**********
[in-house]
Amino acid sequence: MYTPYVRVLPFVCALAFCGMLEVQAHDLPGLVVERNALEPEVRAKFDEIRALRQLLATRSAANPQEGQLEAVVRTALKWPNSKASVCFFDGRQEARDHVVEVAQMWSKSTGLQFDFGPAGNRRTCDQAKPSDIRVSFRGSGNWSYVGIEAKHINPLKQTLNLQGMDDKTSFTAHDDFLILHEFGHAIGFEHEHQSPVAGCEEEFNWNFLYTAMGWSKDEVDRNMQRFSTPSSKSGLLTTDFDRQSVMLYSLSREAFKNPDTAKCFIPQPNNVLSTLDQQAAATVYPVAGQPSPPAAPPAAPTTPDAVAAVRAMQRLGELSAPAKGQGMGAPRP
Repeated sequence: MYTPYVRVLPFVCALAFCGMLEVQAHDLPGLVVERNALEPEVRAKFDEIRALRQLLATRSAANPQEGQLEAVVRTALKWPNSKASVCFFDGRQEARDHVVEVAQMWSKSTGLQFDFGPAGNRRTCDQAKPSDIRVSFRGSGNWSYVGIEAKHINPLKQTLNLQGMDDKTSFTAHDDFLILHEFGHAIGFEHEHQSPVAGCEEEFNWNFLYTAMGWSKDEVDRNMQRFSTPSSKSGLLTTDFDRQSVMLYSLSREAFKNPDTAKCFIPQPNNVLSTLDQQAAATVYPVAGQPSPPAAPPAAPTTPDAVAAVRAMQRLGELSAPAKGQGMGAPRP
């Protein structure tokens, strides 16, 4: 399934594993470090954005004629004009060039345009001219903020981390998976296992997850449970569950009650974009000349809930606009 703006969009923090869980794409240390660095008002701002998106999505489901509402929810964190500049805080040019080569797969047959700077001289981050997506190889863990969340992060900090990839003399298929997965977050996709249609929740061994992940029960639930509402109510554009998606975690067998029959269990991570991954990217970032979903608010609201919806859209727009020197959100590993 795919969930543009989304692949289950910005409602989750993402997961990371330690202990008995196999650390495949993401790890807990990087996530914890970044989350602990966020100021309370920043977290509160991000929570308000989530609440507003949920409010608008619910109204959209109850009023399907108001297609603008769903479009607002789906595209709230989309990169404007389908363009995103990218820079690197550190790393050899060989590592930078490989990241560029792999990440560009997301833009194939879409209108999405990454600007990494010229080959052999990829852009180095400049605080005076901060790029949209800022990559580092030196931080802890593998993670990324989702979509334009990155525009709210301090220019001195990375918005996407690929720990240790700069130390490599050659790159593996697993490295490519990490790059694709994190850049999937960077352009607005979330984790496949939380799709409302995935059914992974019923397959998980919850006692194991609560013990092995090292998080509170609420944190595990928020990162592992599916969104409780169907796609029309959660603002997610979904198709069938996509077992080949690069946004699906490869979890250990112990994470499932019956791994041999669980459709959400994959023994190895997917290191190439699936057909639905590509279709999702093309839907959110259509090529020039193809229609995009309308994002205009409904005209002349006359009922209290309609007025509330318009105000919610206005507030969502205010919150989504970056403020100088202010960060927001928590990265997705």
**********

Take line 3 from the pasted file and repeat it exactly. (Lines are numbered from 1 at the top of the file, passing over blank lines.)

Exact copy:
Repeated sequence: MYTPYVRVLPFVCALAFCGMLEVQAHDLPGLVVERNALEPEVRAKFDEIRALRQLLATRSAANPQEGQLEAVVRTALKWPNSKASVCFFDGRQEARDHVVEVAQMWSKSTGLQFDFGPAGNRRTCDQAKPSDIRVSFRGSGNWSYVGIEAKHINPLKQTLNLQGMDDKTSFTAHDDFLILHEFGHAIGFEHEHQSPVAGCEEEFNWNFLYTAMGWSKDEVDRNMQRFSTPSSKSGLLTTDFDRQSVMLYSLSREAFKNPDTAKCFIPQPNNVLSTLDQQAAATVYPVAGQPSPPAAPPAAPTTPDAVAAVRAMQRLGELSAPAKGQGMGAPRP